DeGray Lake Resort State Park in Bismarck has experienced a 75% change in color. Hickories, dogwoods, black gums, post oaks, maples and sumac are all showing their fall colors, including reds, oranges, golds and deep burgundies.

 Hot Springs National Park, taken Nov. 17, 2016. View more photos taken of the state this week on our Fall Color Photos page.

Hot Springs National Park reports an approximate 75% change in color, with the most vibrant fall hues including yellows, oranges and reds. The lacebark elms located throughout downtown are still showing pretty colors and the colors at Gulpha Gorge Campground are at their peak. This is the weekend to visit Hot Springs National Park for fall color!

Lake Ouachita State Park in Mountain Pine reports 40% of the foliage has changed color. The park area is showing orange-browns, yellows and red. Oaks are turning brown, hickories are a rusty orange, elms and sweet gums are mostly yellow and a few stray maples, dogwoods and black gums are showing red. Views of foliage are greatly enhanced if you head out on a lake tour offered by the park.

Daisy State Park in Kirby reports the majority of the park is green and the remaining colors turned to brown very quickly. The foliage is approximately 45% green, 45% brown, 5% yellow-orange and 5% red. There is a lot of green and brown, but very little vibrant color. Oaks are beginning to turn to all brown. Dogwoods are still red, but there are few in the park. A good portion of the leaves are falling.

Logoly State Park in McNeil estimates 55% of the leaves have shown signs of some color change, to shades of yellow, orange, red and mostly brown. Hickories are yellow and orange, sweetgums and black gums are showing off various shades of red, elms are holding on to a yellow-green and most of the oaks that have turned are going straight to brown. The area around the pond features rust-colored cypress trees and some crimson sweetgums.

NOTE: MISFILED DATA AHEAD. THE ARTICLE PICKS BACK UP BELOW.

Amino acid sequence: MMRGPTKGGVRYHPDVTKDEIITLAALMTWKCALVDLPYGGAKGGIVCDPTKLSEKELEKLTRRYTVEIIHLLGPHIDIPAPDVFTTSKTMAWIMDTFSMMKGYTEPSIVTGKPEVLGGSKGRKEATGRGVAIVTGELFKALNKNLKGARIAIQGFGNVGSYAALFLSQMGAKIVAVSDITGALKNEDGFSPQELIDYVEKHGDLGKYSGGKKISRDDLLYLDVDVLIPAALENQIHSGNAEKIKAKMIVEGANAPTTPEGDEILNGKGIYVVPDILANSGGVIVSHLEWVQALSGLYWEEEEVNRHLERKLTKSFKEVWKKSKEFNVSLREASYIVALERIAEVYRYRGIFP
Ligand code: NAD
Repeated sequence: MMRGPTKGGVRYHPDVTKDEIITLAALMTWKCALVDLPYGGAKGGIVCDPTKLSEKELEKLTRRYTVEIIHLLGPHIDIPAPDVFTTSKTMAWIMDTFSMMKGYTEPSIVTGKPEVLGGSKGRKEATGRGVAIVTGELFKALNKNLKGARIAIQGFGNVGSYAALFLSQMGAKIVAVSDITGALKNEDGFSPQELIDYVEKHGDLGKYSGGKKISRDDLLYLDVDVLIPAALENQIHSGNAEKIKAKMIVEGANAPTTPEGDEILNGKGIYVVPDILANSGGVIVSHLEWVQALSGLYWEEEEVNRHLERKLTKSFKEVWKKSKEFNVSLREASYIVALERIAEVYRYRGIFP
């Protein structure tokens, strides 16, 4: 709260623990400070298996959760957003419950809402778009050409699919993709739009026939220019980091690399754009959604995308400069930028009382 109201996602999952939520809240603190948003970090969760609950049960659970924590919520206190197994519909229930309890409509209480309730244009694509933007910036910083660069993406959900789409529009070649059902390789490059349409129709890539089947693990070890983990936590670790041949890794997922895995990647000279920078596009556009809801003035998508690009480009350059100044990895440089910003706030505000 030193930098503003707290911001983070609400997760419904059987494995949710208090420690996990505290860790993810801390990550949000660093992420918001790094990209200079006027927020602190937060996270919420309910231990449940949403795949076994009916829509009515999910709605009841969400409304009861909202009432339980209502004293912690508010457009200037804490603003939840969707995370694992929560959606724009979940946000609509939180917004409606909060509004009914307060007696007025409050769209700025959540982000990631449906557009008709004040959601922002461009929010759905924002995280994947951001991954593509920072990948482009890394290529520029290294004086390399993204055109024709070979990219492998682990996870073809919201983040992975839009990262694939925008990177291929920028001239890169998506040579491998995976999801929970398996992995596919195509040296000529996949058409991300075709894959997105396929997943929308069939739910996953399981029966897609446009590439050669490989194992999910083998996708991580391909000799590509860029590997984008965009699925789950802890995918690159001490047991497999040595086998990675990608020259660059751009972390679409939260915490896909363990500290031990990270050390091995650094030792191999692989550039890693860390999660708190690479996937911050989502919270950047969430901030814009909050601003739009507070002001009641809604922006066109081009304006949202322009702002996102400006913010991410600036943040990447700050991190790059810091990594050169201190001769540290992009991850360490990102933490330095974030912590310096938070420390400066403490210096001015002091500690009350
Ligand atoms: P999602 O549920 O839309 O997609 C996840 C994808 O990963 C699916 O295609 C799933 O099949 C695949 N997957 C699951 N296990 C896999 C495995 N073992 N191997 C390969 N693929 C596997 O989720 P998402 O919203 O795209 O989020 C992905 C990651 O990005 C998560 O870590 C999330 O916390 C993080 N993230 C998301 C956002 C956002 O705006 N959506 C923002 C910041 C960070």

The Red River Welcome Center in Texarkana reports that Howard County has changed approximately 50-60%. There is still quite a bit of green, and some trees are already bare.

Queen Wilhelmina State Park in Mena reports that due to high winds on top of the mountain, many of the leaves have fallen. However, the oak trees are just now in their prime and the drive along Highway 88 will reveal vibrant reds, yellows and oranges. The drive toward Mena from the park and along Highway 272 down the mountain provides spectacular views of the oak foliage.

White Oak Lake State Park in Bluff City has experienced an approximate 70% change, though it appears at 50% due to the density of evergreens at the park. Most of the trees are beginning to turn, showing lots of yellows, browns, oranges and reds speckled throughout. The cypress and cedar trees have turned brown and are dropping their needles. The cottonwoods and sweetgums have turned gold, orange and brown, the black gums have turned red and the maples have turned a beautiful plum. The sumac is fiery red, the birch trees have turned yellow and the oaks are turning brown and losing their leaves.

Lake Catherine State Park in Hot Springs estimates a 60% color change to brown, yellow and red. Oaks are turning brown, hickories are changing to yellow, dogwoods are all dark red and pines and cedars remain green.

The Arkansas Welcome Center in El Dorado reports most hardwoods in the area are brown, with trees along waterways showing golden rust tones and pine trees remaining green.

This report was posted Nov. 17, 2016 and is the final Fall Color Report for 2016. Head over to our Arkansas Trail of Holiday Lights page to plan your holiday getaway!